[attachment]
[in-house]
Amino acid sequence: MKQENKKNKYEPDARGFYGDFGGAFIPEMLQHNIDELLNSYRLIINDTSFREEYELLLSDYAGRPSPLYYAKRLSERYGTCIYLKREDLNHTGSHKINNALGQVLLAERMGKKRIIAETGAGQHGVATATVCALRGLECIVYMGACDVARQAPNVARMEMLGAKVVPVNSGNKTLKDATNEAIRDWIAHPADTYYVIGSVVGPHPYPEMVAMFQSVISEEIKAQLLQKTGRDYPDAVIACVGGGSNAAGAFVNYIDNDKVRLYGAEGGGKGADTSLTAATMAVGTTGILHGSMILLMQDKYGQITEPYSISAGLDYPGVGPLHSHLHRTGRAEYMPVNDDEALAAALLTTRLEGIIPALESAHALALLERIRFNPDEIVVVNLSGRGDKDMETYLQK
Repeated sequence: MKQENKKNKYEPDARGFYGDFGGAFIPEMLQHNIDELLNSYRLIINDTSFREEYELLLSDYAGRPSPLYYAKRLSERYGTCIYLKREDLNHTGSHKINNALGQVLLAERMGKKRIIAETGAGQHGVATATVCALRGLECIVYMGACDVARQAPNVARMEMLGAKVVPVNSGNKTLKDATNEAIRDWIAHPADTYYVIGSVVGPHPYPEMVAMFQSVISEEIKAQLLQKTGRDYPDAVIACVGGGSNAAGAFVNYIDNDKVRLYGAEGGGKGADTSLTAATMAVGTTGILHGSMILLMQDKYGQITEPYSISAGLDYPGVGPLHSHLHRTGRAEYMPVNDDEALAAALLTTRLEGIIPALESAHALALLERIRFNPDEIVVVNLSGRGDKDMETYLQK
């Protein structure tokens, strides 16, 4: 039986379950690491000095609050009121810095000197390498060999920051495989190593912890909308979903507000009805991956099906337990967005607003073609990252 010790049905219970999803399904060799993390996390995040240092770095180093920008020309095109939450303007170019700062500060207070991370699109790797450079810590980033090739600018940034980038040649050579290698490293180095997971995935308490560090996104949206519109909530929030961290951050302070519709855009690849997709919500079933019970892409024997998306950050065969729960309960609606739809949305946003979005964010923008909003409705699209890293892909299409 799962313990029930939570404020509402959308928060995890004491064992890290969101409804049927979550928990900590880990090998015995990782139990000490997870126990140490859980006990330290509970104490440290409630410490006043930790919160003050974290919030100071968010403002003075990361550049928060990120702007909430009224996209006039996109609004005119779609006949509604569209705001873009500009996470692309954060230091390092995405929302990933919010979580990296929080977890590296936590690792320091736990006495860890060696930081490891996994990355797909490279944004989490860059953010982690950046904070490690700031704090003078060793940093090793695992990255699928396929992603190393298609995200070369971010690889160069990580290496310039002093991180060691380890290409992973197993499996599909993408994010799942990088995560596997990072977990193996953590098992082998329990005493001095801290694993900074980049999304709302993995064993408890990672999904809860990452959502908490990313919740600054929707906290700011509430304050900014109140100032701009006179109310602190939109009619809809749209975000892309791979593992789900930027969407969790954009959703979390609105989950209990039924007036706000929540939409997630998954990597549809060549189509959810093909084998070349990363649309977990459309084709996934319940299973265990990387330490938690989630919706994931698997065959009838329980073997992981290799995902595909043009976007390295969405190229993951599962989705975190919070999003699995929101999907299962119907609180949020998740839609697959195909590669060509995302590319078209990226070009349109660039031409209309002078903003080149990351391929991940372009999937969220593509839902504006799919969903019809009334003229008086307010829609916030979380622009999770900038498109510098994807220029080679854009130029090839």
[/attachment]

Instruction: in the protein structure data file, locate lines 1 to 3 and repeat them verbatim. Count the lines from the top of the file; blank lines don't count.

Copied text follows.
[in-house]
Amino acid sequence: MKQENKKNKYEPDARGFYGDFGGAFIPEMLQHNIDELLNSYRLIINDTSFREEYELLLSDYAGRPSPLYYAKRLSERYGTCIYLKREDLNHTGSHKINNALGQVLLAERMGKKRIIAETGAGQHGVATATVCALRGLECIVYMGACDVARQAPNVARMEMLGAKVVPVNSGNKTLKDATNEAIRDWIAHPADTYYVIGSVVGPHPYPEMVAMFQSVISEEIKAQLLQKTGRDYPDAVIACVGGGSNAAGAFVNYIDNDKVRLYGAEGGGKGADTSLTAATMAVGTTGILHGSMILLMQDKYGQITEPYSISAGLDYPGVGPLHSHLHRTGRAEYMPVNDDEALAAALLTTRLEGIIPALESAHALALLERIRFNPDEIVVVNLSGRGDKDMETYLQK
Repeated sequence: MKQENKKNKYEPDARGFYGDFGGAFIPEMLQHNIDELLNSYRLIINDTSFREEYELLLSDYAGRPSPLYYAKRLSERYGTCIYLKREDLNHTGSHKINNALGQVLLAERMGKKRIIAETGAGQHGVATATVCALRGLECIVYMGACDVARQAPNVARMEMLGAKVVPVNSGNKTLKDATNEAIRDWIAHPADTYYVIGSVVGPHPYPEMVAMFQSVISEEIKAQLLQKTGRDYPDAVIACVGGGSNAAGAFVNYIDNDKVRLYGAEGGGKGADTSLTAATMAVGTTGILHGSMILLMQDKYGQITEPYSISAGLDYPGVGPLHSHLHRTGRAEYMPVNDDEALAAALLTTRLEGIIPALESAHALALLERIRFNPDEIVVVNLSGRGDKDMETYLQK